Whether or not this will hamper the EP’s official release remains to be seen. But the music is engaging, if not altogether remarkable. Most of the material on the Deliverance EP is from around the time Prince was releasing 3121 and Planet Earth and it sounds like it: heavy guitar pyrotechnics and band-centric jams. But the songs feel a bit freer than much of those albums, and there is obviously the overarching religiosity made apparent in the title track.
“Deliverance” is a bluesy anthem, with a guitar solo that reaches for operatic heights against a wave of choral voices. It’s a great record that offers the umpteenth example that Prince was still excited by guitar flourishes even after decades of pushing himself on the instrument. Thematically and musically, it sets the tone for the rest of the project and is virtually the only standalone track on what is essentially a suite of spiritual funk-rock and grandiose pop.
Sitting somewhere between War and Joe Walsh, “I Am” features supercharged riffage, and an undeniably funky guitar performance. It’s one of the catchiest songs in Prince’s latter-day repertoire, with its exuberant “hoo-hoos,” another great guitar solo and a heavy dose of plucky swagger delivering Prince’s fire and desire. Like contemporaneous Planet Earth single “Guitar,” Prince is relishing the opportunity to showcase his chops. The directness of the evocative Biblical lyrical notwithstanding, it’s not anything groundbreaking for the artist, but a lot of the best of 2000s Prince was the height of his craft and the breadth of his musicality. Both are masterfully showcased here—as things segue into “Touch Me.”
A mid-tempo groove built atop a gorgeous synth bed, with some truly beautiful acoustic licks accenting the synth strings, “Touch Me” is feathery-light. Prince coos “reach out and touch me” in a vocal performance that recalls previous delicate classics like “I Wish U Heaven” and “The Most Beautiful Girl in the World,” with hard-charging electric guitar leads building the song towards its apex and seguing seamlessly into the cheeky “Sunrise Sunset.”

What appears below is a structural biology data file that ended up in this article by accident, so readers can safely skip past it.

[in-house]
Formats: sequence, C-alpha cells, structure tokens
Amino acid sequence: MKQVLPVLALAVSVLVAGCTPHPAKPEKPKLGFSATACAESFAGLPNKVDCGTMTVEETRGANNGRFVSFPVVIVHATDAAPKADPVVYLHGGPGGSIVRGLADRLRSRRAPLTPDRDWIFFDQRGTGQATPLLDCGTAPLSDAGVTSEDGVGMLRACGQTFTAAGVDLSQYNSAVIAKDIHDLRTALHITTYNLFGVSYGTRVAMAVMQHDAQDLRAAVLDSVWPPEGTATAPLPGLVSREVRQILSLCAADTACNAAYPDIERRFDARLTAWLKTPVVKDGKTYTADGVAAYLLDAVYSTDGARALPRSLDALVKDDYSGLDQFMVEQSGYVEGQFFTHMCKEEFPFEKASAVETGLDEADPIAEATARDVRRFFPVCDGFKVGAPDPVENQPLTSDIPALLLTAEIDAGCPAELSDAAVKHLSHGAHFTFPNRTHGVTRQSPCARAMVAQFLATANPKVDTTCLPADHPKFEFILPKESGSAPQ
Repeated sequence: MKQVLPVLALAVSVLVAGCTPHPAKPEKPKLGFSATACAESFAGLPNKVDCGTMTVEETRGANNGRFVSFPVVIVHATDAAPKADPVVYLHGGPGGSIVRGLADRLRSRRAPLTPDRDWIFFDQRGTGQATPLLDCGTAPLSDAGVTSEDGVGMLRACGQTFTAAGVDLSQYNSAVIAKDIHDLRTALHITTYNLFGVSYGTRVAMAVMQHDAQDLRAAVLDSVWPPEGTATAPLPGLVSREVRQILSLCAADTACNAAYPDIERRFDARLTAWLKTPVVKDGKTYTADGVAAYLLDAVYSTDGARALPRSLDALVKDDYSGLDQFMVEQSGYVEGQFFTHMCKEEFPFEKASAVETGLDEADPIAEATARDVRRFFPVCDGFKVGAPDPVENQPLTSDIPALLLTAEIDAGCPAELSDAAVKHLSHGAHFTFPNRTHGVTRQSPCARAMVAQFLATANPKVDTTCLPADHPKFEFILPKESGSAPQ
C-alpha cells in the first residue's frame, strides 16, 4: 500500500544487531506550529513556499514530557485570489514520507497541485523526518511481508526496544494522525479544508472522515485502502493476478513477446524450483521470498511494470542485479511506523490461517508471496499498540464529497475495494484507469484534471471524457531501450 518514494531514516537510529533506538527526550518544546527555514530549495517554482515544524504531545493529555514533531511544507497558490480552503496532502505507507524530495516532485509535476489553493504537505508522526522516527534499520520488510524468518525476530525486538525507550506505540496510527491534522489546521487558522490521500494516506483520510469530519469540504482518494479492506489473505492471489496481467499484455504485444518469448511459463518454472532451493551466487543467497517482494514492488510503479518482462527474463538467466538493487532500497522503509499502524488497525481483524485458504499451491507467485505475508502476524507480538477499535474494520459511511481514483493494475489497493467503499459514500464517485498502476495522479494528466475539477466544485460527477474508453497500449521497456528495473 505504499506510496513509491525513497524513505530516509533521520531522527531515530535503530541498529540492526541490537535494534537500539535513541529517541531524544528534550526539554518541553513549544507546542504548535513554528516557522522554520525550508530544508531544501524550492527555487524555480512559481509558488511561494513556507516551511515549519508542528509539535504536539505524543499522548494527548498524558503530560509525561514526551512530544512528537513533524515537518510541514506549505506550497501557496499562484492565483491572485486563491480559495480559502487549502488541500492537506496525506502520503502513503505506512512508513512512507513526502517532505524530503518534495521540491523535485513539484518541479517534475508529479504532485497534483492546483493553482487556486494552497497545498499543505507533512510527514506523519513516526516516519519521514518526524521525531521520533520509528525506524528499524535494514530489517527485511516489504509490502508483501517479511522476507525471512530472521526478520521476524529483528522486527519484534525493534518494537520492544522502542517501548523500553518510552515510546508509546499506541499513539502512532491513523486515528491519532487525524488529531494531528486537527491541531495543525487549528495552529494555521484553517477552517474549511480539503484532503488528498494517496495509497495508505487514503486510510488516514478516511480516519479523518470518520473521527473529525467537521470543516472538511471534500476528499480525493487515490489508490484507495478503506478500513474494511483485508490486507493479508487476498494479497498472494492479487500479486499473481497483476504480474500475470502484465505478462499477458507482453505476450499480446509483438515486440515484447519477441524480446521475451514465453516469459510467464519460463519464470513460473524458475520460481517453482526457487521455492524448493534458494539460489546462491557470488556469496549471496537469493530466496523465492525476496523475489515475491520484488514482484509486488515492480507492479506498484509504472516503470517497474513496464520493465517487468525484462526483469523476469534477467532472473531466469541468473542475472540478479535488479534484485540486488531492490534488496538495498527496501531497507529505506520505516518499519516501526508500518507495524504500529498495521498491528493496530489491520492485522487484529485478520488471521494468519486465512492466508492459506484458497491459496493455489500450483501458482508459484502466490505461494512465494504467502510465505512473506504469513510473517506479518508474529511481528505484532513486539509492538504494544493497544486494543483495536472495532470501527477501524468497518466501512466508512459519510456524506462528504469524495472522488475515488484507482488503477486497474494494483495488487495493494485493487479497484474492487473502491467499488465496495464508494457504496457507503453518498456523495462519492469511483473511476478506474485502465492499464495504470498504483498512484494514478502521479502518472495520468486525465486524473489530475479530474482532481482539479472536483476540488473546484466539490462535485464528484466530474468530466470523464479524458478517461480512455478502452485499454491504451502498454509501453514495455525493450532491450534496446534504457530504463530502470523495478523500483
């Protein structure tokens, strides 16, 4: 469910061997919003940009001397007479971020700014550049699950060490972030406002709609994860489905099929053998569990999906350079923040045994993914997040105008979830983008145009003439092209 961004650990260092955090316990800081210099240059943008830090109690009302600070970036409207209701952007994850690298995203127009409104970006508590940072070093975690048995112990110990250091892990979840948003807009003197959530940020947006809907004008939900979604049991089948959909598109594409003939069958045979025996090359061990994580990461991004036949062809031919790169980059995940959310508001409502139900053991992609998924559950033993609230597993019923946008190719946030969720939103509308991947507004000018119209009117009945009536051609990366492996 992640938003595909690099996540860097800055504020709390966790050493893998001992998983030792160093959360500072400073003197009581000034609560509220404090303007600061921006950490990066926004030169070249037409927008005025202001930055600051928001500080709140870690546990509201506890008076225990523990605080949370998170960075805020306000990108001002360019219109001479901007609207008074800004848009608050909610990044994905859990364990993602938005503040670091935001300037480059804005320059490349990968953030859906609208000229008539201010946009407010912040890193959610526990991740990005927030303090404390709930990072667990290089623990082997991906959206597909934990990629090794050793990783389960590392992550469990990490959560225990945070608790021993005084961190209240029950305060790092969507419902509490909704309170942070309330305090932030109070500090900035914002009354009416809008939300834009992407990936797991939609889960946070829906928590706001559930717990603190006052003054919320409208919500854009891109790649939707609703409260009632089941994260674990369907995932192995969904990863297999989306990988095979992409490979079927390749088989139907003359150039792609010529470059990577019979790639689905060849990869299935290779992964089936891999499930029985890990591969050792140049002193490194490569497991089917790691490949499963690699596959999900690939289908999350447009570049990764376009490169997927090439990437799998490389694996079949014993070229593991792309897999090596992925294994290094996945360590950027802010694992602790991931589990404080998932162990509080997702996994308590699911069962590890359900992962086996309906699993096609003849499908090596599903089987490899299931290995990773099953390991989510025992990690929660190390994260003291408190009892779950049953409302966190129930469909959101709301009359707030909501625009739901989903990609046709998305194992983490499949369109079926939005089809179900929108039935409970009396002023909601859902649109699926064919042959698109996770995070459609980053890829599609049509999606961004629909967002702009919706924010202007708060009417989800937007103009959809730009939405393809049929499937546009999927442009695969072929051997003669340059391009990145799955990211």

Heavy on the kind of camp Prince had embraced on songs like 1992’s “3 Chains O’ Gold,” “Sunrise Sunset” is the most faux-conceptual song here and the shortest, mostly serving as a series of musical shifts. It doesn’t work as much more than a transition. “No One Else” follows, with the kind of chugging strut that Prince could do in his sleep. The least explicitly religious moment on the EP, there’s a great, dark song that seems to not be fully realized; it’s a great mood but a song that’s searching for a place to go.
A second version of “I Am” closes things in redundant fashion; it’s basically the same song with additional jamming. It’s not a terrible decision to add a fuller version of what could be the best song here, but with very little discernable difference between the two records, having two versions feels like padding.
The litigation provides a dramatic backdrop for the release, which will undoubtedly benefit from the publicity surrounding Prince one year after his untimely death. Whether or not this is tribute or cash grab depends on who you ask, but Deliverance isn’t a bad release. The conceptualism works and the strongest songs here are on par with some of his best post-Musicology tracks. But one hopes that forthcoming Prince releases have a bit more to offer and a little less legal drama. Cynicism aside, there’s a plethora of good-to-great music waiting to be heard; it would be a shame if every glimpse the public gets of that music comes shrouded in questionable motives and legal sparring. Prince deserves better than that.